Adapted from the novel by Vladimir Nabokov (previously filmed by Stanley Kubrick in 1962), Lolita stars Jeremy Irons as Humbert Humbert, a college literature professor. In early adolescence, Humbert fell hopelessly and tragically in love with a girl his own age, and, as he grew into adulthood, he never lost his obsession with "nymphets," teenagers who walk a fine line between being a girl and a woman. While looking for a place to live after securing a new teaching position, he meets Charlotte Haze (Melanie Griffith), a pretentious and annoying woman who seems desperately lonely and is obviously attracted to Humbert. Humbert pays her little mind until he meets her 13-year-old daughter Lolita (Dominique Swain), the image of the girl that Humbert once loved. Humbert moves into the Haze home as a boarder and eventually marries Charlotte in order to be closer to Lolita.
Humbert Humbert, a British professor coming to the US to teach, rents a room in Charlotte Haze's house, but only after he sees her 14-year-old daughter, Dolores (Lolita), to whom he is immediately attracted. Though he hates the mother, he marries her as this is the only way to be close to the girl, who will prove to be too mature for her age. They start a journey together, trying to hide they're not just (step)father and daughter, throughout the country, being followed by someone whom Humbert first suspects to be from the police. The profound jealousy, and maybe some guilt from the forbidden love, seem slowly to drive the man emotionally labile.
Humbert Humbert, a British professor coming to the US to teach, rents a room in Charlotte Haze's house
Criminally overshadowed by the moral uproar surrounding Adrian Lyne's film remake of Vladimir Nabokov's groundbreaking novel Lolita was Ennio Morricone's remarkable score, a hauntingly beautiful (and beautifully haunting) effort on par with Il Maestro's finest work. The music possesses a darkly dreamlike sensuality that perfectly communicates the erotic obsession at the material's core. Morricone's elegant melodies are daring yet subtle, shaded by melancholy strings and ethereal electronic textures. Milan's official soundtrack release is something of a misfire, however, interrupting Morricone's reverie with period pop hits like Ella Fitzgerald's "Tain't What You Do" and Louis Prima's "Civilization (Bongo, Bongo, Bongo)." Great music, without a doubt, but poorly matched to the intimacy of the instrumental score.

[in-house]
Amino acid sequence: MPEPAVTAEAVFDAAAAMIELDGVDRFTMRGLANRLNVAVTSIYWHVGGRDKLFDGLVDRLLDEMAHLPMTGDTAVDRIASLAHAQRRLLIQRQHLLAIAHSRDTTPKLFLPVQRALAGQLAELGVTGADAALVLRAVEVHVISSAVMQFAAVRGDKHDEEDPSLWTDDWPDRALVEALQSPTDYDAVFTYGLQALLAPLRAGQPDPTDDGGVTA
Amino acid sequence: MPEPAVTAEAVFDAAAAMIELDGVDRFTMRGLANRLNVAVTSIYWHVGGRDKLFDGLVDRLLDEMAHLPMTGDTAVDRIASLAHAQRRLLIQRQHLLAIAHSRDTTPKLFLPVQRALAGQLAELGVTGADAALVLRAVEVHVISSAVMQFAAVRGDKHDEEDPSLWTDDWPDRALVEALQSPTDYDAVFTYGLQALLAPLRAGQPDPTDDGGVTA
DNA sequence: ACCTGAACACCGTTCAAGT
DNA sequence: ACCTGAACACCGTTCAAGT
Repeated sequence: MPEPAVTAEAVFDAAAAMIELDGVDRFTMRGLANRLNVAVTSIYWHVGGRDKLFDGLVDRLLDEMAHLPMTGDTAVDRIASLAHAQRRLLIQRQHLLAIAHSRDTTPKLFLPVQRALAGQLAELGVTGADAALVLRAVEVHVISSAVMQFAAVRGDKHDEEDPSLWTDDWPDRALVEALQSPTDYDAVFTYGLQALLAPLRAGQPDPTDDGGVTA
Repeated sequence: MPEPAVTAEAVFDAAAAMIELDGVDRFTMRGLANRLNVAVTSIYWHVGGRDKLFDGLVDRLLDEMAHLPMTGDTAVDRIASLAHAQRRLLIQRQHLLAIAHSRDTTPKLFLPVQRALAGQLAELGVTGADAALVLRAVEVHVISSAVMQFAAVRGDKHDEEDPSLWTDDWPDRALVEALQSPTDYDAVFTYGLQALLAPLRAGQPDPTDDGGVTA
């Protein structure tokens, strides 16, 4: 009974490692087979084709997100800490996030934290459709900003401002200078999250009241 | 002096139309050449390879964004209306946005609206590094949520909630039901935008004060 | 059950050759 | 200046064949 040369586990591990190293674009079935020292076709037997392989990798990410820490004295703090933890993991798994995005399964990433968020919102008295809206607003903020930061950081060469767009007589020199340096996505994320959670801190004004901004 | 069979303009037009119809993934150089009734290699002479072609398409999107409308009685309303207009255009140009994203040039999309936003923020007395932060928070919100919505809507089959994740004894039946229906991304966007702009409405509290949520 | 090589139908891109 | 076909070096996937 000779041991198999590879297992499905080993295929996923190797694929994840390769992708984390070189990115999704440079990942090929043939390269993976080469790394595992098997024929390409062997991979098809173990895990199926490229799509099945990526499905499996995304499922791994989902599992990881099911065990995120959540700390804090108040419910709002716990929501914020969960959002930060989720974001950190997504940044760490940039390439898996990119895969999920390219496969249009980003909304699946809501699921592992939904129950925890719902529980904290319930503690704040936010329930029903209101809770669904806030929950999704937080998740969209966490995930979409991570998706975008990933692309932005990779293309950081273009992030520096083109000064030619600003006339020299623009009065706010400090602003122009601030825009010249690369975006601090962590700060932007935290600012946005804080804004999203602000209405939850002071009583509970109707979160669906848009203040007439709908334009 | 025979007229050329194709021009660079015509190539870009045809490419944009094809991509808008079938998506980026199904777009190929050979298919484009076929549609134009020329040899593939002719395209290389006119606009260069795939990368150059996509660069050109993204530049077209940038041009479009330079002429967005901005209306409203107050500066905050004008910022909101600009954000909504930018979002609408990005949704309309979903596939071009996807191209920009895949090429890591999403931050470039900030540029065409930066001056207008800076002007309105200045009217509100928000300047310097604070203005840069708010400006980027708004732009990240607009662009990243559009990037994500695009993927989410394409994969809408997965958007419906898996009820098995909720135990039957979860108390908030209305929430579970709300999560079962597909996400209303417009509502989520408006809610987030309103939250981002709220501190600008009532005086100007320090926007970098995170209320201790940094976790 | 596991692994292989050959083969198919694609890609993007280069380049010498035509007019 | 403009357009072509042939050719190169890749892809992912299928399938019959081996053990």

A year after its initial release, Olive's debut album, Extra Virgin, finally produced a number one British hit with "You're Not Alone," a low-key lite trip-hop number with a graceful melody. It's a strong single, and there are similarly strong moments on Extra Virgin, yet Olive don't stand out from the post-Portishead pack. Like Everything but the Girl, they are essentially a folky, pop-oriented group that uses the stoned rhythms of trip-hop as hip window-dressing. Since that rhythm is appealing on its own terms, it doesn't matter that Olive use it as ornamentation, especially since they use it well. What is a problem is their lack of consistent songwriting. Only a few songs match the singles "You're Not Alone" and "Miracle" in terms of memorable, melodic construction, and the weaker tracks tend to float by on their admittedly entrancing production. And that leaves Extra Virgin an intriguing debut, but not necessarily one that promises great things from Olive.
Anyone listening to this admirable set will gain an accurate impression of David Oistrakh’s overall playing style, his poise, composure, interpretative finesse, velvety tone and highly sophisticated musicianship. Various of the works programmed are - or have been - available in alternative Oistrakh recordings (the Tchaikovsky and Brahms concertos in around six versions apiece), but Melodiya’s selections are, in general, judiciously chosen.
The Greatest Hits Volume III album includes hits from 1983 to 1997. Two previously unreleased studio tracks are included, "To Make You Feel My Love" and "Hey Girl", while the third new track, "Light as the Breeze", was originally recorded for a Leonard Cohen tribute album known as Tower of Song in 1995. All three tracks are newly recorded covers (a rare occurrence in his catalogue). Chronologically, Greatest Hits Volume III overlaps slightly with Volume II, as the first two tracks, "Keeping the Faith" and "An Innocent Man", first appeared on his album An Innocent Man.